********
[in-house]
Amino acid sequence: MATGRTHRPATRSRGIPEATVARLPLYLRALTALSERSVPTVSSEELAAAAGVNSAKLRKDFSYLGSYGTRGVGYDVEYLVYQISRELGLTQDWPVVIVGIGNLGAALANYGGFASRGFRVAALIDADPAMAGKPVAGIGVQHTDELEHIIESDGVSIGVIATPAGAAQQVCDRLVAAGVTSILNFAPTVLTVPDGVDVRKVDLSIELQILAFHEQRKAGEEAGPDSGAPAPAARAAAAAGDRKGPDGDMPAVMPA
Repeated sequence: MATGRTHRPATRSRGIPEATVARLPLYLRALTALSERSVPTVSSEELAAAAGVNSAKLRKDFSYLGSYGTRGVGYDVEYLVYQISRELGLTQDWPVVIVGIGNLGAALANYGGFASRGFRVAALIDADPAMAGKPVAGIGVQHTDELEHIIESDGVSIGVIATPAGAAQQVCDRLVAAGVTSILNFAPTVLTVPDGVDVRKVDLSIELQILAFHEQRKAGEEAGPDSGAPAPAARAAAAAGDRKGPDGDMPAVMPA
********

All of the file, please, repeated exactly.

[in-house]
Amino acid sequence: MATGRTHRPATRSRGIPEATVARLPLYLRALTALSERSVPTVSSEELAAAAGVNSAKLRKDFSYLGSYGTRGVGYDVEYLVYQISRELGLTQDWPVVIVGIGNLGAALANYGGFASRGFRVAALIDADPAMAGKPVAGIGVQHTDELEHIIESDGVSIGVIATPAGAAQQVCDRLVAAGVTSILNFAPTVLTVPDGVDVRKVDLSIELQILAFHEQRKAGEEAGPDSGAPAPAARAAAAAGDRKGPDGDMPAVMPA
Repeated sequence: MATGRTHRPATRSRGIPEATVARLPLYLRALTALSERSVPTVSSEELAAAAGVNSAKLRKDFSYLGSYGTRGVGYDVEYLVYQISRELGLTQDWPVVIVGIGNLGAALANYGGFASRGFRVAALIDADPAMAGKPVAGIGVQHTDELEHIIESDGVSIGVIATPAGAAQQVCDRLVAAGVTSILNFAPTVLTVPDGVDVRKVDLSIELQILAFHEQRKAGEEAGPDSGAPAPAARAAAAAGDRKGPDGDMPAVMPA